Educating in the New Technologies (Part 1)

Manila Bulletin, July 6, 2018 | Go to article overview

Educating in the New Technologies (Part 1)


By Dr. Bernardo M. Villegas

Millenials and those belonging to Generation Z (born after 2000) are no different from the rest of us who are older. They have the same potentials for a virtuous life as well as for evil as all descendants of Adam and Eve. They are not inherently selfish, disrespectful to elders, unfit for productive work, sexually permissive, seekers of instant gratification, and unable to make long-term commitments. In fact, when I read studies which attach some of these labels to the youth of today, I have the same feeling that I had when economists of my generation described the typical "homo economicus" or economic man as the consummate selfish creature whose only goal in life is to maximize profit or personal pleasure. These were oversimplifications of human behavior that economists of the liberal tendencies (Milton Friedman, et al) made in order to apply mathematical tools to economic analysis. The free enterprise economists ignored the very important fact that human beings have a wide range of motivations when they act, i.e., psychological, cultural, moral, spiritual, etc., other than the maximization of profit or physical pleasure. Because of this oversimplification in assuming that the business man is motivated by purely selfish reasons, the capitalist started behaving according to the theoretical model. The theory of the purely competitive economy became self-fulfilling and we ended up with the excesses of rugged capitalism that produced the Great Recession of the last ten years.

We have to refrain from giving unflattering labels to the millennials if we want to avoid the same self-fulfilling phenomenon. We have to be convinced that the women and men of the so-called digital age are capable of being humble, temperate, generous, caring, prudent, just, and truthful as those of preceding generations. They can overcome the threats posed by the new technologies that the digital age is bringing with it if their parents and grandparents are able to draw out from them these virtues of which they are capable as human beings through the right child rearing and educational practices. In this very important educational task (the etymology of education, "educare," means drawing out) we must make a realistic assessment of the technological, economic, and cultural environment being faced by the youth today in order to come out with the right approaches. In this article, I summarize the suggestions made by educational experts found in three articles that appeared in www.opusdei.org. The three articles are entitled "Educating the New Technologies," "Interior Quiet in the Digital Age," and "The New Technologies and Christian Coherence."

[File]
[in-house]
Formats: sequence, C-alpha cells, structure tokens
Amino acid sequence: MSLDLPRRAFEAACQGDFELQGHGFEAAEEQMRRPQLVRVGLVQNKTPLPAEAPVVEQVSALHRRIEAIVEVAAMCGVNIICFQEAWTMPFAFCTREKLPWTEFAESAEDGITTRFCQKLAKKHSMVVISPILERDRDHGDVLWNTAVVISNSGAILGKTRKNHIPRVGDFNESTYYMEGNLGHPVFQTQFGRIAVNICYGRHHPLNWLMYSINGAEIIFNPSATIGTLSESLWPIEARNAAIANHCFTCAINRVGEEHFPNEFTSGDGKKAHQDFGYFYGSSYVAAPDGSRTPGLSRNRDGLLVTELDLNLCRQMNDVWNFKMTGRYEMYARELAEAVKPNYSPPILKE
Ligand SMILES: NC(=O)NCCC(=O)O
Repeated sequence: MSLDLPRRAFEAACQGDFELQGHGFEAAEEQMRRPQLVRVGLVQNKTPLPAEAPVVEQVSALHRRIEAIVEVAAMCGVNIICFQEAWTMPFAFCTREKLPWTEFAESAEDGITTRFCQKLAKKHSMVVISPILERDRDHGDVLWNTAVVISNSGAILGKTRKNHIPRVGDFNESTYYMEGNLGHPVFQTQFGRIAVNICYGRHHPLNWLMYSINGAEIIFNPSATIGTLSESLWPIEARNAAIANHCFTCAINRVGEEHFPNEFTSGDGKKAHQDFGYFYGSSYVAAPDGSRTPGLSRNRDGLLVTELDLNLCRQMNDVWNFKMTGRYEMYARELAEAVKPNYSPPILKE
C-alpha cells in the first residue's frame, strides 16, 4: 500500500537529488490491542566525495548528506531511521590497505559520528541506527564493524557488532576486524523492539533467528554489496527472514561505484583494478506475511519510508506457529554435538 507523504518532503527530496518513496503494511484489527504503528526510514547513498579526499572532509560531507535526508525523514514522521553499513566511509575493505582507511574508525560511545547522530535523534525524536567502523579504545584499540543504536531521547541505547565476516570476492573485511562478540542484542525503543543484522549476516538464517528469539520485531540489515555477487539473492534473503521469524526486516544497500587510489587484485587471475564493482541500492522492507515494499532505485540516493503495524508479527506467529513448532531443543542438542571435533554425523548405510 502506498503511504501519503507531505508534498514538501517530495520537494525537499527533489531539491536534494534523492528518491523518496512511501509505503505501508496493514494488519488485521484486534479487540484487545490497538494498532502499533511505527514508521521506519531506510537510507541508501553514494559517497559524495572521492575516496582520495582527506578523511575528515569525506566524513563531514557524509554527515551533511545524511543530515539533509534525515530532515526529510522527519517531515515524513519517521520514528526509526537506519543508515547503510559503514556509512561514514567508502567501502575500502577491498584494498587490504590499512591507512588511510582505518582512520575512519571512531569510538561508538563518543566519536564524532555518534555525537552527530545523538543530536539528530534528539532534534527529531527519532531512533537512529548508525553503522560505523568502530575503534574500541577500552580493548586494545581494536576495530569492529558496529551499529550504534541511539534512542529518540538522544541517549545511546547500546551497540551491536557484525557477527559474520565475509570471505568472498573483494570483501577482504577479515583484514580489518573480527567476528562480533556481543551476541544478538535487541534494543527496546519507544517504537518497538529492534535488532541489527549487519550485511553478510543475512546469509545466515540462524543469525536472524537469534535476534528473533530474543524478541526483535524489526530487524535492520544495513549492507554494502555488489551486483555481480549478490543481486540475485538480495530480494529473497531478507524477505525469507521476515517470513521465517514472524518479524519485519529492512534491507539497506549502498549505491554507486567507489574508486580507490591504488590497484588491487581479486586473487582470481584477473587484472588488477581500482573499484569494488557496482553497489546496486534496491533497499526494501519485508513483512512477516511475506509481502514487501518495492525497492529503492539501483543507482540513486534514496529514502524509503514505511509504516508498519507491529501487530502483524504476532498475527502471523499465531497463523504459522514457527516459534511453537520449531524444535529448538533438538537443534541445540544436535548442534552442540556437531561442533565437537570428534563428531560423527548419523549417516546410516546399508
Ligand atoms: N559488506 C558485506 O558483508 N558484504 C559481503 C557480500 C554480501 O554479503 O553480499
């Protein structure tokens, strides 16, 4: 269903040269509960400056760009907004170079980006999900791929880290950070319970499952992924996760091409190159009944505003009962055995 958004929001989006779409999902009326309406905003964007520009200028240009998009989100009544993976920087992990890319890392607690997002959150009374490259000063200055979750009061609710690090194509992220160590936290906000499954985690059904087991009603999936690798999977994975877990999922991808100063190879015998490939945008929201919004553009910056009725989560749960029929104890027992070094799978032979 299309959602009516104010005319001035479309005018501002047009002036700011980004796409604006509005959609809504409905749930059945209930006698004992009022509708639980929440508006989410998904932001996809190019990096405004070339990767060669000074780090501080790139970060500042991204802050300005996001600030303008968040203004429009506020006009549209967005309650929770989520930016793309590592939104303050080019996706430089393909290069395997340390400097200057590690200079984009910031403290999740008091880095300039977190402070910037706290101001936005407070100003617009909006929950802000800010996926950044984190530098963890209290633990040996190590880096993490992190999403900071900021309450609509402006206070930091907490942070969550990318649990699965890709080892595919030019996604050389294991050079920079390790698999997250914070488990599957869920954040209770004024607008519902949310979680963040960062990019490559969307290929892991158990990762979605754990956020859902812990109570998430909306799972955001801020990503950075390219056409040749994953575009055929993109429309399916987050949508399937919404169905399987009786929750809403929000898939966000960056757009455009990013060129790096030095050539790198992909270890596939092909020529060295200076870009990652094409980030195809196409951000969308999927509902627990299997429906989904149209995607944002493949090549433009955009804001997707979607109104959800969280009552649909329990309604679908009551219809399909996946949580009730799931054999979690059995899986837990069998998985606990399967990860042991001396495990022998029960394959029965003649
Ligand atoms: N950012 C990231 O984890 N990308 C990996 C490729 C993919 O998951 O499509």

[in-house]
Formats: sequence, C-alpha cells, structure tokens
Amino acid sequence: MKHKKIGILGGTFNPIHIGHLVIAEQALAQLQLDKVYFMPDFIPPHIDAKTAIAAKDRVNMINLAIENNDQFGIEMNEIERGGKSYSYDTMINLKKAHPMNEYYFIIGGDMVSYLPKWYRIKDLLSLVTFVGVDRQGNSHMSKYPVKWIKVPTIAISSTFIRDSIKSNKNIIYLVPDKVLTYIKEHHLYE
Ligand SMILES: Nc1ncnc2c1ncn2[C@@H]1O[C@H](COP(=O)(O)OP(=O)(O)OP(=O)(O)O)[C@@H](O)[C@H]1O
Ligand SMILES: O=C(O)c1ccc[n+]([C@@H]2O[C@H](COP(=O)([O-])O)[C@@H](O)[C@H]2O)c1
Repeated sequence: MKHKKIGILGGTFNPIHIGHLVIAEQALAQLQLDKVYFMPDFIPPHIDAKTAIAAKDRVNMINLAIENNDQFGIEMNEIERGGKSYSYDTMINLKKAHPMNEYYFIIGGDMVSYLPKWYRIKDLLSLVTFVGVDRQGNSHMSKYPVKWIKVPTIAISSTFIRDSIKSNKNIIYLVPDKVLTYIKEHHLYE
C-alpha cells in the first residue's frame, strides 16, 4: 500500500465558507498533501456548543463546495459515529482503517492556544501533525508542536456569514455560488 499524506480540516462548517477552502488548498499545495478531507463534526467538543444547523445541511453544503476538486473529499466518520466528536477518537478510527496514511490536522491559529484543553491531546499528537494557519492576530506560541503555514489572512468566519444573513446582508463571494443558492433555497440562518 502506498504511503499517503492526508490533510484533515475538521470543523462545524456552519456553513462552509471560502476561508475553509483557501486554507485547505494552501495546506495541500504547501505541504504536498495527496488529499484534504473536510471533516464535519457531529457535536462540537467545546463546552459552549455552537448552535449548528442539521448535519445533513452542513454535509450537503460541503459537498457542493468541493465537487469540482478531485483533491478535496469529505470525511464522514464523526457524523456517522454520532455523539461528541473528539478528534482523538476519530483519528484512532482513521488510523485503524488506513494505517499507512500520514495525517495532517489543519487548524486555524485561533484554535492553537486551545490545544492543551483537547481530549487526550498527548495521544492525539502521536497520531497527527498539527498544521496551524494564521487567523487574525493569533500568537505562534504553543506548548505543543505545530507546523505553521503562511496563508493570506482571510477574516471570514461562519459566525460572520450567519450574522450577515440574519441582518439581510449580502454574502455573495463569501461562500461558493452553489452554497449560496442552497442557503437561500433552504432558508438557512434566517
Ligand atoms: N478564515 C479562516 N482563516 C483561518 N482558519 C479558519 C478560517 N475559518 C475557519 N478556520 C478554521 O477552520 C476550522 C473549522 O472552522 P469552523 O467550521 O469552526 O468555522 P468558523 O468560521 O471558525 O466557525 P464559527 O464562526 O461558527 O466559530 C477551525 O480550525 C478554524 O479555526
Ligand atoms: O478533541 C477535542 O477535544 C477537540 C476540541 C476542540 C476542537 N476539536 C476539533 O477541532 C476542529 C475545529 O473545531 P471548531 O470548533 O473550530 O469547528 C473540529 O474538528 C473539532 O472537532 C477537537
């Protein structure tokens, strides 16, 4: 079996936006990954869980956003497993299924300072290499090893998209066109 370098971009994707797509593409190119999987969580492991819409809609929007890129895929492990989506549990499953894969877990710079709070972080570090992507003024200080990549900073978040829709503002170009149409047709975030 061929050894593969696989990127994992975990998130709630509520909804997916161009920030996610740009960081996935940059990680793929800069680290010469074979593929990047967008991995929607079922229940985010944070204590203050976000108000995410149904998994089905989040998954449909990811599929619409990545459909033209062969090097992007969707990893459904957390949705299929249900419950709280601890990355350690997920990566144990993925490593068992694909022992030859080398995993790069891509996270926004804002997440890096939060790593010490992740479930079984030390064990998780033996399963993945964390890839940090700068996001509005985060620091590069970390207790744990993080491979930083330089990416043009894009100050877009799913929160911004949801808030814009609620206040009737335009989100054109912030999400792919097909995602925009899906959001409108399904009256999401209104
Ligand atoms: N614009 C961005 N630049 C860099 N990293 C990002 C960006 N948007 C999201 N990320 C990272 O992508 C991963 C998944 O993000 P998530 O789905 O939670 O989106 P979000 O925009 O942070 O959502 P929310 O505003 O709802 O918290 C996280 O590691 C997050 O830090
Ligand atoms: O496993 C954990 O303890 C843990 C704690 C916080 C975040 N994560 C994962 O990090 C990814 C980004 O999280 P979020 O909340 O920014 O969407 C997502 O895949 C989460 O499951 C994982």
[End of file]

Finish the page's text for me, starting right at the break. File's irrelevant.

First, what differentiates the so-called digital age from what preceded it, the analog era? There are usually three trends that are associated with the coming of the digital age: a) the disappearance of some forms of work (both physical and mental) as a result of automation and artificial intelligence (AI); b) the challenge of maintaining privacy in the digital age in the face of such intrusive innovations as Facebook, Twitter, Instagram, and the Internet in general; and c) The prevalence of social media. These three "mega" trends have important impacts on the behavior of everyone, not only the millennials. As I mentioned in a separate article, in facing the challenges posed by these trends, "We can all be millennials." That is why, the most important way we can educate the youth in the digital age is by personal example. Baby boomers and those of Generation X have to be the first ones to practice the virtues and values needed so that we do not succumb to the harmful effects of the new technologies. …

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